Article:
The complexity of the contemporary world, combined with the social needs of increasing portions of population, puts on the table new issues to address. In a context characterised by high degrees of competitiveness and few stocks of monetary and natural resources, enterprises and cultural organisations, in particular, have to face a growing number of challenges in order to survive. The global society’s state of art points out a huge variety of common weaknesses and structural threats that makes hard to imagine a better future. The current scenario speaks about museums at risk – considering, for example, the case of Detroit Institute of Arts which is very close to sell off its artworks to pay for a city’s general debt -; culture budget cuts from local authorities, which means that arts companies could lose their funding completely; downsizing plans, as it is happening to Bloomberg where the brand of cultural journalism is being shut down or to Australia’s major classical music magazine that may close; crisis in the humanities and social sciences, seen as “luxuries” or “a waste of time” and beaten by scientific faculties.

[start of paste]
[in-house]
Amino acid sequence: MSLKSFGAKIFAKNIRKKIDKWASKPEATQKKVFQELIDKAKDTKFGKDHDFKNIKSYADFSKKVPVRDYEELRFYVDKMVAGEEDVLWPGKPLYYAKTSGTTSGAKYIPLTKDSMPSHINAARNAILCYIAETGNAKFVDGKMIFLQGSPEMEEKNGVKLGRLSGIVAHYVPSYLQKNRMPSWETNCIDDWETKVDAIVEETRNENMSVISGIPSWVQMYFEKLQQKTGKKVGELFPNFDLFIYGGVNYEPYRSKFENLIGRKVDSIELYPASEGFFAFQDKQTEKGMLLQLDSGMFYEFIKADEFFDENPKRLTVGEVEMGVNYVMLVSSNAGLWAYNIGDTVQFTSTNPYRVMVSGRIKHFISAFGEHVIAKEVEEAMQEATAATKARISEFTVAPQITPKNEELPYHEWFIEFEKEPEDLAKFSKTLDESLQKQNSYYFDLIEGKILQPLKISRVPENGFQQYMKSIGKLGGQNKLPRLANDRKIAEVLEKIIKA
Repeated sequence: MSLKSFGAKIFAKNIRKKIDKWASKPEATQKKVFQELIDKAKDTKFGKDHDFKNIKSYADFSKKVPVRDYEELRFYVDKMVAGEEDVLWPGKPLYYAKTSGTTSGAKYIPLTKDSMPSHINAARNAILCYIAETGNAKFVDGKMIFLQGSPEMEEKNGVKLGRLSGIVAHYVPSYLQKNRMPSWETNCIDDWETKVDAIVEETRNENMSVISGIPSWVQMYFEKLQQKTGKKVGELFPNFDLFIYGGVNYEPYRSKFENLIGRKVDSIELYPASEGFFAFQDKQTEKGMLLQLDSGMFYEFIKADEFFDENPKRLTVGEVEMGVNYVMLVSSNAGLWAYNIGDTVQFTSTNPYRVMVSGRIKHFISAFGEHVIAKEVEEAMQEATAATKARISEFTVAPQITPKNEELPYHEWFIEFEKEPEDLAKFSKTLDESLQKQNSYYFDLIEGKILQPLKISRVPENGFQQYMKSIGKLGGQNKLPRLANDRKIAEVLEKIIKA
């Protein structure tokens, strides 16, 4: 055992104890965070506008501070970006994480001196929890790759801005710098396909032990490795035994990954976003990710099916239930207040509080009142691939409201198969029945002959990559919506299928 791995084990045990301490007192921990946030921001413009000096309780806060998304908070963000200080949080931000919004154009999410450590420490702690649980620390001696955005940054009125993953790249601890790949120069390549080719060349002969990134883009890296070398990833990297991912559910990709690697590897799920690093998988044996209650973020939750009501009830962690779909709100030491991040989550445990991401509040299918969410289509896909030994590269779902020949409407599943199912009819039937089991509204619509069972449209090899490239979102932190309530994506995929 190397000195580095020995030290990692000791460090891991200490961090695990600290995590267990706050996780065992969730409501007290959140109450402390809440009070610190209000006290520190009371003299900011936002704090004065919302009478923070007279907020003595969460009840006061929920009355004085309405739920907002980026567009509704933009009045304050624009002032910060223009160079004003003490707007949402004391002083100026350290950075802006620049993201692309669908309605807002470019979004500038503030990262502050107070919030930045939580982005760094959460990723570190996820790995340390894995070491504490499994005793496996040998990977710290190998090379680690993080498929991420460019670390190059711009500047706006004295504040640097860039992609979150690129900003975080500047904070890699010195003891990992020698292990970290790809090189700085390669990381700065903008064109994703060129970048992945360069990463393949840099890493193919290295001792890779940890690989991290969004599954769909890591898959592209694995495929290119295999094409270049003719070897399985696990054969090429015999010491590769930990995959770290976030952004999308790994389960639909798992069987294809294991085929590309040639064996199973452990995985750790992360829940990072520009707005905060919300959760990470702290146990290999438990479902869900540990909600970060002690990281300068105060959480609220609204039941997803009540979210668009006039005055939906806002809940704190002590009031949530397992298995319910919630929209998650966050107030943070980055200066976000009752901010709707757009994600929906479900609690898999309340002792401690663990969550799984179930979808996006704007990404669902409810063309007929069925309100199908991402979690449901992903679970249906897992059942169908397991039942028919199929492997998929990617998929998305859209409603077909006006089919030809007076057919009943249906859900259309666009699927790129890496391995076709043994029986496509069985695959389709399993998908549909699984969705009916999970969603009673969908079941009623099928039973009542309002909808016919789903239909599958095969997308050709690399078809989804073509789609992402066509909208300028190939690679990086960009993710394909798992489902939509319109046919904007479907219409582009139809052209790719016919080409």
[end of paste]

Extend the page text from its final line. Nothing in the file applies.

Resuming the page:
The ways through which a social enterprise gets funding have undergone major changes in recent years. An innovative entrepreneurship vision, based on issues which are different from the traditional return on capital principle, has been brought to light asking for logical criteria not diffused in the current financial systems. In the traditional model of social enterprises, the spread of Social Venture Capital’s practices represents a breaking point. This article analyzes the theoretical and practical criteria of the Italian fund “Oltre Venture”. Such a fund combines capital, skills and entrepreneurial innovation in order to achieve more efficient and effective results, by using Venture Philanthropy principles.
Over the last few years, we have been witness to the emergence of the use of the virtual in public space. The manifestation of the virtual and the interplay of it with the real are changing the concept of public space and the perception of art that is now being presented in it. The integration process of the virtual into the real is also clearly affecting the way in which cultural institutions are now presenting and meditating art, as well as how this process is bringing the demand for new and innovate ways to link the virtual to the real.